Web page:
Wildfires to increase 14% by 2030, 50% by end of 21st century - UNGA

The study proposes that the world adopt a "2/3:1/3" preparedness formula, where two-thirds of funding goes toward fire prevention and planning – rather than active firefight

 Thick black smoke hovers over densely populated area in Israel as wildfire blazes nearby. (photo credit: JNF-USA)
Thick black smoke hovers over densely populated area in Israel as wildfire blazes nearby.
(photo credit: JNF-USA)

A UN Environment Program report found that forest fires are due to increase in frequency by 14% within the next eight years – with a total rise of 50% by the end of the century.

Wildfire frequency will rise due to the effects of climate change, the researchers said. Fires have become more frequent and severe due to the lack of rain and worsening droughts, declining humidity, recurrence of heatwaves and seasonal winds. Simultaneously, major fires are exacerbating global warming, destroying sensitive and high-carbon ecosystems.

UN researchers also point out that fires disproportionately affect the world's poorest regions, preventing them from progressing toward the global organization's sustainable development goals. This will require an understanding of fire behavior, and developing an adaptive and effective interface requires a combination of scientific knowledge and policy, appropriate regulation and incentives for appropriate management of open spaces.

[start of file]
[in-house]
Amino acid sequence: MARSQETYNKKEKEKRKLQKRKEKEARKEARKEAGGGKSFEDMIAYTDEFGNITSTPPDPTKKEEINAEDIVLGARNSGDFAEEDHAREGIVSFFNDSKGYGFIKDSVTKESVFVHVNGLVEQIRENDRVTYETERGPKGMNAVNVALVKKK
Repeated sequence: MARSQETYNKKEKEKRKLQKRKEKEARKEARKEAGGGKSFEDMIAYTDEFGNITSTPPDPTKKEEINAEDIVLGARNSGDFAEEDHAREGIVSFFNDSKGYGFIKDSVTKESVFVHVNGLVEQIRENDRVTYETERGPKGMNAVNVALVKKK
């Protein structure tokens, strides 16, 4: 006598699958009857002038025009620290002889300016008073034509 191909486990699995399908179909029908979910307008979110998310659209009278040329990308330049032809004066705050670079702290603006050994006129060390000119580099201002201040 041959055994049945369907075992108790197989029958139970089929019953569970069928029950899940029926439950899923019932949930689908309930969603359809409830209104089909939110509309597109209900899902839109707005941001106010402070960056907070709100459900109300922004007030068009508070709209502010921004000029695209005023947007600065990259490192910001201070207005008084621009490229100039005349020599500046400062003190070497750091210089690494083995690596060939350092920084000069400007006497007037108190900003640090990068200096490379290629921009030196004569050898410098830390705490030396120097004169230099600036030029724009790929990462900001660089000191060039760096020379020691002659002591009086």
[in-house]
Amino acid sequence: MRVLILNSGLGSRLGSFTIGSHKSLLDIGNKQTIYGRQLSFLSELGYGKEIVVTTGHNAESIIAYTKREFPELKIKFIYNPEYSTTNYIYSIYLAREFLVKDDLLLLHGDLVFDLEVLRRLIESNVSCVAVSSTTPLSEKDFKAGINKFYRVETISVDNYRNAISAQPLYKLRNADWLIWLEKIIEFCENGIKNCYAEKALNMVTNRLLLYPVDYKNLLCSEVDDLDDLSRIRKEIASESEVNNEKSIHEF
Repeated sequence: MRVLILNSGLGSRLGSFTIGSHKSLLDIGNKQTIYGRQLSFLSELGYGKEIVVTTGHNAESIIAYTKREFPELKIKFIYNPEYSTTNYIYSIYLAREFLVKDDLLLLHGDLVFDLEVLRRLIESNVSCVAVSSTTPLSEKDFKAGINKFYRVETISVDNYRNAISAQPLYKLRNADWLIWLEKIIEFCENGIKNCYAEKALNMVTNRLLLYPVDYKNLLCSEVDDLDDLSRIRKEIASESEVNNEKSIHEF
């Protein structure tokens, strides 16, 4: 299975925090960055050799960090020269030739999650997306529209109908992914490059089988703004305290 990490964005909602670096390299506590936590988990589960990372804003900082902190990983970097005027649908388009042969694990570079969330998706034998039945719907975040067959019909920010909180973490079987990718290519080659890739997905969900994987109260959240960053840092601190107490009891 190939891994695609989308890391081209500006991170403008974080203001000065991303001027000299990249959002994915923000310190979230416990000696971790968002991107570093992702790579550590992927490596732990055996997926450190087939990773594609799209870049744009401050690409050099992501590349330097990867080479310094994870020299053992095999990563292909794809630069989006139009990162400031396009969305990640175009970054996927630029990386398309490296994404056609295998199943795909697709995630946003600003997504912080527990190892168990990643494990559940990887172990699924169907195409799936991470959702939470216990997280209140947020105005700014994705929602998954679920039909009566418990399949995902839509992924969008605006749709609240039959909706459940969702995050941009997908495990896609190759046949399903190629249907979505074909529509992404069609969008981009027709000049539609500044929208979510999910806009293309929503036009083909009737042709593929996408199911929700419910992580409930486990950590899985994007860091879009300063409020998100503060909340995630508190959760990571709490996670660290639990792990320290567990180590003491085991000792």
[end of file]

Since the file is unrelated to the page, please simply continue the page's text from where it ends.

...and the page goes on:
The authors propose to governments around the world to adopt a new "2/3:1/3" preparedness formula where two-thirds of the resources would be invested in planning, prevention, readiness and restoration of forests and ecosystems – and only the remaining third would go towards actually fighting fires.

Firefighters try to put out the Carmel forest fire near Haifa in December 2010 (credit: NIR ELIAS / REUTERS)Firefighters try to put out the Carmel forest fire near Haifa in December 2010 (credit: NIR ELIAS / REUTERS)

"We are basically telling governments around the world that they are putting money in the wrong place. There is no doubt that firefighters fighting on the front lines of fire should be provided with the best means to succeed in their mission," according to Prof. Lea Wittenberg, head of the Department of Geography and Environmental Studies at the University of Haifa.

"One of the team's important recommendations, which is certainly true for Israel as well, is aimed at a significant change in resource allocation and improved readiness to deal with fire prevention," she said. "The reality is that wherever there are trees, fires are expected.”

In order to prevent extreme fires, the study’s authors further call for data integration and monitoring, along with the utilization of local expertise and an increase in local and international collaboration – which they believe can be reached through a combination of scientific knowledge and policy, appropriate regulation and incentives for appropriate management of open spaces.

The UN report will be presented at the UN General Assembly conference on environmental issues in Nairobi at the end of the month.